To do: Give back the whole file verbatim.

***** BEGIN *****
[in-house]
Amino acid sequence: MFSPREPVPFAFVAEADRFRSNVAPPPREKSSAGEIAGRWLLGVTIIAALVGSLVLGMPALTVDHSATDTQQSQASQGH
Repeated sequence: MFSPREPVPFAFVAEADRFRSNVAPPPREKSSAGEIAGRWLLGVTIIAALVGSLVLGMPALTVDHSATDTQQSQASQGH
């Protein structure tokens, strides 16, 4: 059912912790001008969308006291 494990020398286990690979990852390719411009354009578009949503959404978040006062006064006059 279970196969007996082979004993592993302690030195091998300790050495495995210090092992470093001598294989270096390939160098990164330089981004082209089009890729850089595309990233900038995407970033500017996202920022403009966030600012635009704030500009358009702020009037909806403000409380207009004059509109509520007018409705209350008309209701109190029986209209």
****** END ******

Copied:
[in-house]
Amino acid sequence: MFSPREPVPFAFVAEADRFRSNVAPPPREKSSAGEIAGRWLLGVTIIAALVGSLVLGMPALTVDHSATDTQQSQASQGH
Repeated sequence: MFSPREPVPFAFVAEADRFRSNVAPPPREKSSAGEIAGRWLLGVTIIAALVGSLVLGMPALTVDHSATDTQQSQASQGH
């Protein structure tokens, strides 16, 4: 059912912790001008969308006291 494990020398286990690979990852390719411009354009578009949503959404978040006062006064006059 279970196969007996082979004993592993302690030195091998300790050495495995210090092992470093001598294989270096390939160098990164330089981004082209089009890729850089595309990233900038995407970033500017996202920022403009966030600012635009704030500009358009702020009037909806403000409380207009004059509109509520007018409705209350008309209701109190029986209209």